Another member of the coalition, Faithful Reform in Health Care, is itself an interfaith coalition of about 50 national and state organizations. Based in Cleveland, Ohio, the group calls for a complete overhaul of the U.S. health care system to provide inclusive, accessible and affordable health care. Its members include American Muslim Health Professionals and the Buddhist Peace Fellowship.
Faith for Health and its member organizations have undertaken several grassroots campaigns that have attracted national media attention. In August, its leaders launched “40 Days for Health Reform” to promote proposed health care legislation and to offset opposition to it among religious conservatives. Clergy members led 50 prayer vigils and meetings in 18 states with members of Congress. The campaign bought cable television and radio ads (titled “People of Faith for Health Reform”) that reportedly generated thousands of emails, phone calls and letters to Congress.
On Aug. 19, the coalition sponsored a conference call in which Obama urged Americans to work for health care reform; the coalition says that 140,000 “people of faith” participated in the conference call and that the broadcast has been listened to more than 300,000 times. The United Church of Christ, a Faith for Health member, launched a campaign on Sept. 8 to send 100,000 messages to Congress in support of health care reform. On Sept. 15, the climax of the “40 Days for Health Reform” reportedly generated 20,000 calls to Congress, and the following day, 100 members of Congress received visits from supporters attending an “Affordable Health Care is a Family Value” rally in Washington.
The Freedom Federation – a consortium formed on June 30 by about 35 groups, including two dozen Christian organizations – opposes the current proposals to revamp the U.S. health care system. Originally formed to address a variety of public policy issues, the federation has recently focused on health care legislation. Its motto is “Real Hope. Real Change. Real Freedom.”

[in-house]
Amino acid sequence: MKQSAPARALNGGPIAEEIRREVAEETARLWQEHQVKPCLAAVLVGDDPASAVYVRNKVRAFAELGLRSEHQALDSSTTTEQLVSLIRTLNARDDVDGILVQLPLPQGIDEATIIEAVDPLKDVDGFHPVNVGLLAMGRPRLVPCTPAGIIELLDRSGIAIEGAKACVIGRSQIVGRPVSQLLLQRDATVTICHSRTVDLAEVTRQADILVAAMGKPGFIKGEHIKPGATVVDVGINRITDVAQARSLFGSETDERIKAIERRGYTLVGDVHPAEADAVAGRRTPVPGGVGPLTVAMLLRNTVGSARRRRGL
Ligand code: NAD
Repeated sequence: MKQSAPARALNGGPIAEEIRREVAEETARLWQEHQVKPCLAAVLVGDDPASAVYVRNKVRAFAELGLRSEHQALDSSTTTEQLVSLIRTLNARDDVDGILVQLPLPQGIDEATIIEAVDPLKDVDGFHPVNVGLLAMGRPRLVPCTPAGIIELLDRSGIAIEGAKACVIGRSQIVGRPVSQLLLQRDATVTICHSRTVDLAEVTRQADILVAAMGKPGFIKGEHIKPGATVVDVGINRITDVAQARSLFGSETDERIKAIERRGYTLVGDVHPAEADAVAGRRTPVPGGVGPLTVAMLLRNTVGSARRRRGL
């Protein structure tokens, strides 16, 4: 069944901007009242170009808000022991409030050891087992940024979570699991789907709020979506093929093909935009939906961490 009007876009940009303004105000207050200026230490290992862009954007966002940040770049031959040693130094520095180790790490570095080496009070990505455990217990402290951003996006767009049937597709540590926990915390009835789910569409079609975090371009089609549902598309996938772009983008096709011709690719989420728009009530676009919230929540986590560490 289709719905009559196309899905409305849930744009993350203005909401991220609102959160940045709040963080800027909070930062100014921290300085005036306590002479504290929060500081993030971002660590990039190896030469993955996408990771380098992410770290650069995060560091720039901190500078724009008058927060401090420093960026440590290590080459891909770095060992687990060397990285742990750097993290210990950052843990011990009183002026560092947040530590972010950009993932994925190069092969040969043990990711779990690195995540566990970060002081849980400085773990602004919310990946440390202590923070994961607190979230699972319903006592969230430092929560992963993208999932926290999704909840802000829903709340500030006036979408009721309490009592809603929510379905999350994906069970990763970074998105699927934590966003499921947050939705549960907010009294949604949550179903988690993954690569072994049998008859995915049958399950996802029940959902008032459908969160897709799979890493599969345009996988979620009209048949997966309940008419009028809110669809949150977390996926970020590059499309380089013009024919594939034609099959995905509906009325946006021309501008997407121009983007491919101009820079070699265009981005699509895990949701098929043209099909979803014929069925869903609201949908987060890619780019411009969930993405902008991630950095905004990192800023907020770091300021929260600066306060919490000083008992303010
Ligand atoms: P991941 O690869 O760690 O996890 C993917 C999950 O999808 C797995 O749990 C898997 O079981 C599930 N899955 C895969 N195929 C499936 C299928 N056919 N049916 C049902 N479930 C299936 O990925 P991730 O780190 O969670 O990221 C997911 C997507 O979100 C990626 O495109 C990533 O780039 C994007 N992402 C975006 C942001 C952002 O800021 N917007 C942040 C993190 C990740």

In a “Declaration of American Values” on its website, the federation proclaims values supporting: the sanctity of human life; traditional marriage, defined as a union between one man and one woman; parents’ right to guide their children’s education; the free exercise of religion; laws against obscenity; the protection of property rights and gun rights; a federal system of checks and balances and states’ rights; a strong national military; non-progressive taxation; and limited government. The federation’s website allows supporters to sign the “Declaration of American Values” and also offers news updates and tracking polls on Obama’s job approval rating and certain policy issues.
When it comes to health care, the federation says, “It is time to start over with a truly nonpartisan approach” to reform. “We believe social justice includes health care reform that lowers the cost, increases quality, and expands choice at the greatest convenience, without moving private health decisions from the doctor’s office to Washington bureaucrats,” the coalition says in a Sept. 10 statement. “Individual liberties trump government-imposed obligations. We believe that individuals, communities, and doctors in the free market make better health decisions than government mandates. We believe in incentives, not coercion.”